Transcript for Austin Kleon on "Steal Like an Artist"

Jim Fleming: Read any good books lately? Well, if not, maybe you should write the book you want to read. That's just one of the pieces of creative advice that writer and artist Austin Kleon offers in his book, "Steal Like an Artist: Ten Things Nobody Told You About Being Creative." Kleon talks with Anne Strainchamps.

Austin Kleon: The title is a play off of something that's actually misattributed to Picasso, "Good artists copy; great artists steal." As far as I can tell, Picasso actually never said that, it was actually T.S. Eliot, he was talking about poets. I was shocked to find out how many artist really use that term, stealing, and it's not just artists, it's people of all fields. Someone like Steve Jobs or Kobe Bryant. He talks about stealing basketball moves when he was watching tapes when he was young. Someone like Francis Ford Coppola will say, "You steal when you're younger and then you add something new to the pot and then pretty soon people are stealing from you."

Anne Strainchamps: It's so interesting though because you're talking about people who we think of as some of the great creative geniuses and we have that idea that what's really valuable in art or business or entertainment or whatever your form of art is, what's really valuable is originality.

Kleon: Yeah, and in human history, the whole concept of originality, it's kind of an invention of the nineteenth century. We really don't have this idea of a lone creative genius until the Romanticists really come along. Before, someone had a genius or they had geniuses that kind of like guided their lives, but then when Romanticism comes around we have this idea that there's like this person that's kind of ordained by the gods with this unique, creative ability. I guess my big quest with the book is to just kind of up end that a little bit and to say, "Actually, nothing comes from nowhere," and that all these creative geniuses that we think of, they were all thieves and they all borrowed liberally and they took things and they reworked them and their genius, if you can call it that, that is the way they took their influences and gave us something new.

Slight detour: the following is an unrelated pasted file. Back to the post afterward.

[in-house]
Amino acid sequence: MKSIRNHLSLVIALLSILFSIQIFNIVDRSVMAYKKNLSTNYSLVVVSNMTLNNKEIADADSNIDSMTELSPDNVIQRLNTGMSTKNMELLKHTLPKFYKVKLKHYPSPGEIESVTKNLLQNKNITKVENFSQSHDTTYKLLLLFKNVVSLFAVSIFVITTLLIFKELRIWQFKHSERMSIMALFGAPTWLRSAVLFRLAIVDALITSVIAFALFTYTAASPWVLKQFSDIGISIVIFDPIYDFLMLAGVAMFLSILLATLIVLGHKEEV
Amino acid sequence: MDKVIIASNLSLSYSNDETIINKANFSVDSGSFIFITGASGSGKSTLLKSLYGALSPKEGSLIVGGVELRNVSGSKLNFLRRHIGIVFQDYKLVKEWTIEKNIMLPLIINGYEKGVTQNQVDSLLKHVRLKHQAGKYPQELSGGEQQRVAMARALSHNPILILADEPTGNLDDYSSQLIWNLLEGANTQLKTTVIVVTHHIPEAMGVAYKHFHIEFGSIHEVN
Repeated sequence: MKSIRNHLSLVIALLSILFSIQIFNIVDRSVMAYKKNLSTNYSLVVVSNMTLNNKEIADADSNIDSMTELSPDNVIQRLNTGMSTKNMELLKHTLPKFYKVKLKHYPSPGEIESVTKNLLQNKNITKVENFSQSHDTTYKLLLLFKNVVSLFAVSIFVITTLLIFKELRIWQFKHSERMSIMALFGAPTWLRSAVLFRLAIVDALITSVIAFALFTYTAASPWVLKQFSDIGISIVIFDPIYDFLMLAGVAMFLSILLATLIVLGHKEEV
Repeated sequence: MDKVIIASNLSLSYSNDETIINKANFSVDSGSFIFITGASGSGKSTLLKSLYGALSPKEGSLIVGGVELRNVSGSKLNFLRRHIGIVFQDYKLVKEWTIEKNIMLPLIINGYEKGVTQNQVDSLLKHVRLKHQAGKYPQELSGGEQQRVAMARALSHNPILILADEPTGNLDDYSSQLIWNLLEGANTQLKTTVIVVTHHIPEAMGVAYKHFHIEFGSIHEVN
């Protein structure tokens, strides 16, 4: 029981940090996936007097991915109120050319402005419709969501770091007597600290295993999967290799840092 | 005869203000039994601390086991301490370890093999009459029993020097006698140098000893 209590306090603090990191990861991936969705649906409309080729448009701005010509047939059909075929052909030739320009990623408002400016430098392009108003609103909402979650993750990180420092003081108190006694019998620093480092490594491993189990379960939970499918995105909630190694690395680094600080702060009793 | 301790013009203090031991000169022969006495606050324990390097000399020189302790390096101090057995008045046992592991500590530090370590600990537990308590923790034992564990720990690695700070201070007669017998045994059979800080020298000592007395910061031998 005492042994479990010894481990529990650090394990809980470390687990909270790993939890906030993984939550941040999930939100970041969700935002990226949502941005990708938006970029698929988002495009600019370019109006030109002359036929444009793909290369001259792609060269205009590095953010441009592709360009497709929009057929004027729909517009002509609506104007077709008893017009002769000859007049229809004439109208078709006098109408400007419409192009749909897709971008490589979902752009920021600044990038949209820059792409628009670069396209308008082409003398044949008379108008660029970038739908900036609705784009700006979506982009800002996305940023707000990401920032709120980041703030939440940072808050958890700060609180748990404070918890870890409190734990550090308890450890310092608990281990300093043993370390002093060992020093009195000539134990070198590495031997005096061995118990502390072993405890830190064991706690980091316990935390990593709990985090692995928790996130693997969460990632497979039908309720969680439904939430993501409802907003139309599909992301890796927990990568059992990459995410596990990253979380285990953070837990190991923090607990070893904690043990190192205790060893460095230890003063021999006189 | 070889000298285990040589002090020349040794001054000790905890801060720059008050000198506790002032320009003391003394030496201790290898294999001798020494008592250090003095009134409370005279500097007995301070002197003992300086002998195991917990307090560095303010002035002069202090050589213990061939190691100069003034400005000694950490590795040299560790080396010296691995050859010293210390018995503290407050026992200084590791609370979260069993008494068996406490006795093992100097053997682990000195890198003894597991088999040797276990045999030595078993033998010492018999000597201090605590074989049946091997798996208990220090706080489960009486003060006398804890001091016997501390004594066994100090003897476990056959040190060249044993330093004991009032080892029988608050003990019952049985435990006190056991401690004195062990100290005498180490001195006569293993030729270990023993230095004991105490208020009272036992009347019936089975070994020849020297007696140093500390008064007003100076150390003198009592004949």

Strainchamps: So you take this concept of stealing like an artist, if art is theft then there should be a skill to it. And you almost turn it into almost a lifestyle. So, can you start going through some - if you're a young artist starting out and somebody says to you, "No no no, don't worry about being original, just go out and steal," what do you do?

Kleon: Well, it's almost like a conceptual thing. It's almost like a way of thinking about what you do. My big thing that I tell young artists is that you are a mashup of what you let into your life. And that actually comes from something my mother used to say to me, which used to drive me insane. She used to say, "Garbage in and garbage out." That drove me so crazy when I was young, but now I realize that she was dead on. There's a DJ named DJ Spooky and he says, "As a DJ, you're only going to be as good as your record collection." So what that means as an artist or a young artist, you're only going to be as good as the stuff you're surrounding yourself with. And that includes not only the books your read, the art you look at, your teachers, but it also includes your environment, where you choose to live, your friends, it's everything. You're literally a mashup of what you let into your life.

Strainchamps: Ok, well so as a young person, let's say you say, "Great, I'm gonna make sure all the music I listen to is really great music and I'm only gonna read the best literature." Then what? I'm gonna sort of wake up one morning and make great art?